But after authorities alleged that the mines were producing more cocaine than gold -- with drug shipments being transported into the mines by mules -- the government seized $31 million from the operation in 2012.

Serbian mafia's Delaware hideaways

Two of Serbia's most notorious organized criminals have another thing in common: They both used shell companies based in Delaware to carry out their illicit activities, according to documents obtained by the Organized Crime and Corruption Reporting Project.

Luka Bojovic -- previously one of Serbia's most wanted criminals -- was reportedly involved with the assassination of Serbia's prime minister, while Darko Saric was charged by the Serbian government with trafficking more than 5,000 kilograms of cocaine.

Several of the shell companies allegedly used by these mobsters can be traced to the same registered agent: a Delaware firm named Harvard Business Services, which says on its website that it will help form more than 10,000 companies this year alone.

Harvard Business Services, which is not related to Harvard University, told CNNMoney that these men's names were never on any paperwork filed with its firm, and that it resigned as their registered agent when it was alerted of possible criminal activity by the Department of Justice.

"We are as concerned as anyone about the fraudulent use of Delaware companies by a few of the people who obtain them," said HBS President Richard Bell. "These few who misuse them threaten our existence and we come down hard on them whenever we are alerted to such cases."

He believes fraudsters use Delaware because of its reputation as a home for many Fortune 500 companies, not because it's an easy place to create anonymous businesses. "These fraudsters want to appear legitimate so they pick the premier state in the premier country to camouflage themselves," he said.

The solution, he says, goes beyond Delaware: The Internal Revenue Service should be the agency in charge of making sure all companies provide ownership information -- not individual states.

Meanwhile, the Delaware Department of State said that "the overwhelming majority of companies that incorporate in U.S. states are legitimate" and that it fully cooperates with any law enforcement investigations.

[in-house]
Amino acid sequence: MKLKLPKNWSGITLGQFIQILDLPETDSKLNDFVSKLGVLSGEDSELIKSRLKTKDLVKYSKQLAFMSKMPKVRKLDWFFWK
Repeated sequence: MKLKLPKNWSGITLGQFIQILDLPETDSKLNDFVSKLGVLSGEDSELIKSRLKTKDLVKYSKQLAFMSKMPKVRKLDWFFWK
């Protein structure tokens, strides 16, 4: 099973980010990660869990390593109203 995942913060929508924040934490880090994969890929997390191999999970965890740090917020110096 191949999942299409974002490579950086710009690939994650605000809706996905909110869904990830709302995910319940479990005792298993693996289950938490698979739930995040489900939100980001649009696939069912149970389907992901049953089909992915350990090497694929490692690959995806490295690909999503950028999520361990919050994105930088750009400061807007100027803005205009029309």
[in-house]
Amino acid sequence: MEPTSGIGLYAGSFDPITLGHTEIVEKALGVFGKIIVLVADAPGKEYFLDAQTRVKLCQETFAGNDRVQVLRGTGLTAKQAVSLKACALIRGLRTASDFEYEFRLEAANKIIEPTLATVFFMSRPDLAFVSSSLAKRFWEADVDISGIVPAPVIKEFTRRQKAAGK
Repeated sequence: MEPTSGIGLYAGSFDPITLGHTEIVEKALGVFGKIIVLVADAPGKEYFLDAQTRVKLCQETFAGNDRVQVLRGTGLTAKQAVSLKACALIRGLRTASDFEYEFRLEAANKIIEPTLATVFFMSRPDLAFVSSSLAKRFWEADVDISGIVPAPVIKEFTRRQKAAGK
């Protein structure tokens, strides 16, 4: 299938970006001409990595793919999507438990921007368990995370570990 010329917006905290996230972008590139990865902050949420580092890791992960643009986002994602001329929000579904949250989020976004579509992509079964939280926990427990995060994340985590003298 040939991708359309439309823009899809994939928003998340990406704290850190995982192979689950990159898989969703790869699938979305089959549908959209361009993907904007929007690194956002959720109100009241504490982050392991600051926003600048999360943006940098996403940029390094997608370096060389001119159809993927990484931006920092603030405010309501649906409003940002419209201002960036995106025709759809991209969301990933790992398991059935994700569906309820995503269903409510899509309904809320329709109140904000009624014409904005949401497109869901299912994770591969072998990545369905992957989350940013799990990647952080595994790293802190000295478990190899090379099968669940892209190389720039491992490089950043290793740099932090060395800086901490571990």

Deadly Mexican drug cartel hides behind Oklahoma horse ranch

In one of the more creative schemes, the ruthless Los Zetas drug cartel used a horse ranch and a number of shell companies to conceal millions of dollars in drug money.

Here's how the money laundering operation worked:

Jose Trevino Morales, the brother of two Los Zetas leaders -- one of whom reportedly dismembered his victims while they were still alive -- owned a horse ranch in Oklahoma where he claimed to be running a prosperous business of buying and selling race horses.

But in reality, most of the deals he made had nothing to do with horses -- some of which were fittingly named "Number One Cartel" and "Morning Cartel." In order to cover up and transfer illegal drug proceeds and make the money appear to be "clean," he and his associates would funnel it through shell companies and front men under the guise of horse sales -- making sure the cartel leaders' names were nowhere to be found.

In the end, investigators discovered that more than $22 million in drug money had been sent back to Mexico. Trevino was convicted of money laundering in 2013 and sentenced to 20 years in prison.

'Merchant of Death' sells weapons to terrorists

Russian arms dealer Viktor Bout, dubbed the 'Merchant of Death' for supporting violent conflicts (like civil wars) around the world, was convicted in 2011 on U.S. terrorist charges for conspiring to sell millions' of dollars in weapons to a Colombian terrorist group which planned to use them to kill American troops.

Bout has become a poster child for law enforcement officials and others who have long lobbied Congress to require companies to disclose their true ownership.

"Bout was able to do business largely thanks to a sprawling network of shell companies," said Vance, the Manhattan district attorney, noting that one of these anonymous U.S. companies was even used to provide weapons to the Taliban. "Bout maintained absolute control over these accounts, but no links to Bout could be found."